7. Thus, haemorrhage in endometriotic foci may cause pain. In the ovary especially, recurrent haemorrhage may produce cysts containing altered blood, so-called 'chocolate cysts'. Uncommonly, hyperplastic or atypical changes may be seen in the epithelial component, with appearances similar to those that affect the endometrium
Abnormalities of the Myometrium
  1. Adenomyosis
  1. Adenomyosis is a common finding in hysterectomy specimens and refers to the presence of endometrial glands and stroma deep within the myometrium.
  2. It characteristically occurs in peri-menopausal multiparous women and is of uncertain aetiology, although it may be regarded as a form of 'diverticulosis', as there is continuity between adenomyotic foci and the lining endometrium of the uterine cavity. Q
  3. Neoplastic change may occur within these foci but should not be regarded as evidence of myometrial invasion. Q
Leiomyoma uterine
  1. The commonest tumour of the female genital tract is the benign fibroid or leiomyoma. These commonly present in later reproductive life and around the time of the menopause. They are associated with low parity, although it is uncertain whether this is a common cause or an effect.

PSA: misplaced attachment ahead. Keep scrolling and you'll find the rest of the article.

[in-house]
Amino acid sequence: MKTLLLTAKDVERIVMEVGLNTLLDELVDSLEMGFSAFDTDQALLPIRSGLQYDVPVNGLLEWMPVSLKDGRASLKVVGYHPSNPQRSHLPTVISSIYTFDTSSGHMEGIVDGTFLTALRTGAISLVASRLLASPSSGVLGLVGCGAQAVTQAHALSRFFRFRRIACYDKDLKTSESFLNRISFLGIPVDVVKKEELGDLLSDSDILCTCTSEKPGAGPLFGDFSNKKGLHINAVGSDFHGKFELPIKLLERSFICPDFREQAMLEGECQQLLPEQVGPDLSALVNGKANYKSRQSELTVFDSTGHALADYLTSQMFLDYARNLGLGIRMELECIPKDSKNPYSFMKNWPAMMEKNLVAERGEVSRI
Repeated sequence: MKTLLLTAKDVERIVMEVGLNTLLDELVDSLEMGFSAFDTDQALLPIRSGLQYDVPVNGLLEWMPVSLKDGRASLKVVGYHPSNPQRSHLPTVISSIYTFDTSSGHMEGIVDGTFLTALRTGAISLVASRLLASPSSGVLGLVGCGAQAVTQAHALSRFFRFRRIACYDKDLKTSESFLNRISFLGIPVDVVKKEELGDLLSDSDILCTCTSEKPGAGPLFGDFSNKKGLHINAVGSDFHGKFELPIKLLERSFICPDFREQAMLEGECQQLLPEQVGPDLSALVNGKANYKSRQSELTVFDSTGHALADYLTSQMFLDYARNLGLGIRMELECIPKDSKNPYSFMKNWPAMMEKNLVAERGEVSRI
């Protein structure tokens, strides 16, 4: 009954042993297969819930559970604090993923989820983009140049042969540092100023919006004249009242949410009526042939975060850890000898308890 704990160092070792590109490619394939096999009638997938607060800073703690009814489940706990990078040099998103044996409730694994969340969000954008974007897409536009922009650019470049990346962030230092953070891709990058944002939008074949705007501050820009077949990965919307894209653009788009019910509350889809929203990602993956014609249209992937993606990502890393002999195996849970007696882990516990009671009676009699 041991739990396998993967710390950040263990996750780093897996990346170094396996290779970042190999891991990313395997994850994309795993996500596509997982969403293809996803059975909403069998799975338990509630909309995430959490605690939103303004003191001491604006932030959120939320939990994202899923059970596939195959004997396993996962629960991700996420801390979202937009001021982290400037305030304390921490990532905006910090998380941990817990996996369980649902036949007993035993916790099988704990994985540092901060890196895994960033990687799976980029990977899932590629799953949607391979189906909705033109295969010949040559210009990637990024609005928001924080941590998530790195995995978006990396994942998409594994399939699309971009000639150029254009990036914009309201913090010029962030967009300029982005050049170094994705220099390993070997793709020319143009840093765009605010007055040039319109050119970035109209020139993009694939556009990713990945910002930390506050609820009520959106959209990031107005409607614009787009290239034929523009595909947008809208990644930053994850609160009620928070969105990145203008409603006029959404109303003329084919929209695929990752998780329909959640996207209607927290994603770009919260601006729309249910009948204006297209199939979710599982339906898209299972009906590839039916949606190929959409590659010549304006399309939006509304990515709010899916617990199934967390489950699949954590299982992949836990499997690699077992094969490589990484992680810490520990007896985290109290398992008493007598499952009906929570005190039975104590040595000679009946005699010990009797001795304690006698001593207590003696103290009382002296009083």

2. The precise aetiology of leiomyomas is unknown.
  3. They may present clinically with:
  1. Abdominal mass
  2. Urinary problems due to pressure on the bladder
  3. Abnormal uterine bleeding.
  1. Characteristically, they are multiple, round, well-circumscribed tumours varying in diameter from 5 mm to, in some cases, 200 mm or more.
  2. They may show cystic change or focal necrosis.
  3. On section, they have a white, whorled appearance.
  4. Histologically, they are composed of complex interlacing bundles of smooth muscle fibres showing little or no mitotic activity.
  5. Sometimes, nodules of tumour may be seen within veins (intravenous leiomyomatosis); this is not a sinister feature.
  6. Smooth muscle tumours contain steroid hormone receptors, and at least a proportion are oestrogen-dependent.